I have a question about emulation (and apologies if this is a subject you've already covered, but I've missed).
As I understand it, the Old Masters were apprentices of the master painters who came before them, and they themselves had apprentices following in their footsteps who would practice increasingly difficult techniques for a long time before being considered masters themselves (if they got there at all).
Likewise, many of the Japanese arts follow a similar pattern to this day.
However, by comparison, this sort of emulation seems to be 'frowned upon' in writing. Is that your impression?
Do you think there is any value in (for example) writing a short stories 'in the style of' other writers, if the work of those writers truly resonates with us?
Or do you think emulation can only really work if the apprentice is actively being taught by the master?
Yes, thanks for this question.
Before I answer – I just wanted to say that, across the paywall, we are in the middle of a mind-blowing group discussion of Katherine Anne Porter’s great story, “The Jilting of Granny Wetherall.” Inspired by the story’s subject matter, I asked the group to reflect on death – their experience of it, their feelings about it, how the awareness of it might inflect the way they live – and the response has been wonderful, comforting, generous, and inspiringly open-hearted.
Also, I did this interview with the wonderful Jane Ratcliffe for her Substack “Beyond…”
So, on to the question….
I think emulation, though not formally practiced, is very much alive and well.
Almost every young writer goes through a period during which he, swept away by some established writer, steps right into that other writer’s voice (or tries to), sometimes without even realizing he’s doing it.
This is not only totally natural and unavoidable, it is, I think, necessary, even laudable.
The fact that the writer has the desire to imitate his hero indicates that he has a good ear: that is, he can discern between different voices and has shown a preference for that one voice over all others.
Imitating another writer is also good practice; through it, the young writer might first encounter the notion, “Hey, this needs work,” (i.e., revision), when what he writes in homage to his hero…doesn’t sound like that hero. Then the writer goes back in and tries to adjust what he’s done and – voila – he’s revising (revising as a form of training one’s ear.)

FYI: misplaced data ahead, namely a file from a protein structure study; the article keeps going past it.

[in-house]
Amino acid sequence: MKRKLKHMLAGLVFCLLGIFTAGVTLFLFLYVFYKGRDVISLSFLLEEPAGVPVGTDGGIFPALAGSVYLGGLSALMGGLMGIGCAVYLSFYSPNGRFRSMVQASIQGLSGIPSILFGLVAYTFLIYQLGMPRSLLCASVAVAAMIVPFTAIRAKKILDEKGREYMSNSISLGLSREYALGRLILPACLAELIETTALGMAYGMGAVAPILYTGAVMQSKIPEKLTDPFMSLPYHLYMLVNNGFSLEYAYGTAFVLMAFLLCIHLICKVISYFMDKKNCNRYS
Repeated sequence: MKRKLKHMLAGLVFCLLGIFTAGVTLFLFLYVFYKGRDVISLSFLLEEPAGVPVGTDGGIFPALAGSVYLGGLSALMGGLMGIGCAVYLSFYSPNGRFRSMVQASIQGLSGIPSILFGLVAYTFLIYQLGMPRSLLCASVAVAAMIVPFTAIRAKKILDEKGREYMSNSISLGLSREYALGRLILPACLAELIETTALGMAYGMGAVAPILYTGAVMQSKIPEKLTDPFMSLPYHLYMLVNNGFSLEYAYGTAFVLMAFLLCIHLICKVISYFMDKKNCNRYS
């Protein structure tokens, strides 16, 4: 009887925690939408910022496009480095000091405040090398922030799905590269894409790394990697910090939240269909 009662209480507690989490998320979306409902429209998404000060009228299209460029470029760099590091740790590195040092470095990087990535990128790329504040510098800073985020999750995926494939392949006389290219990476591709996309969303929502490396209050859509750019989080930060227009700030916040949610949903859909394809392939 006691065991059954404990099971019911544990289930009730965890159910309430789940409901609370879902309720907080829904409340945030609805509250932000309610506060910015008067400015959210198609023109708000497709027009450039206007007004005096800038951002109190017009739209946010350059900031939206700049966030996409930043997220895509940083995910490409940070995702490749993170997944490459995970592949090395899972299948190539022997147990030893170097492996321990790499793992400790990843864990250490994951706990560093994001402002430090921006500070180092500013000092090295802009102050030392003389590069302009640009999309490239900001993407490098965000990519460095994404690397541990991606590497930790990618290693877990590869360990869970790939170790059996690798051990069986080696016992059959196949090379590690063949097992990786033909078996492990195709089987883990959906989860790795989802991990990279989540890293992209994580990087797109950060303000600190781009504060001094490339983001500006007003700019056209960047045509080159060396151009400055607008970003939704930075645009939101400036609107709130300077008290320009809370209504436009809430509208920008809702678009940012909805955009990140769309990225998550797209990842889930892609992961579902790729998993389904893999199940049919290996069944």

For me, that writer was Hemingway. I read “In Our Time” and had never been so deeply engaged as a reader. And my mind went, “This is not just one example of writing; this is THE ONLY KIND OF writing.”
And I set about recasting my experiences in Hemingway’s language.
(Actually, come to think of it, I’d had an earlier experience of this as a third-grader, when my teacher gave me a copy of Esther Forbes’ novel Johnny Tremaine, and I went around all that year thinking in Forbes’ distinctive voice.)
I’m guessing that I’m not alone in this.
So: who did you emulate, and why? And how did it help and/or hurt you, in the long run?
In the end, though, the young writer will find that, no matter how close she gets to recreating the voice of her hero, something’s missing.
What is it?
Well, it’s her (precious, hard-earned) lived experience.
Hemingway’s prose arrived in the world as an effect of his life experiences (and his neurology/mindset/karma); he sought and developed that voice in his quest for his prose to have a certain ring of truth.
Form and function were one and the same (as is the case for any great stylist).
When I fell into “his” voice, I was blocking my own truths (my own core sensibility) from getting in there. (This raises the interesting idea that style and view are inextricably linked; we can’t get to our own deep truths in someone else’s voice.)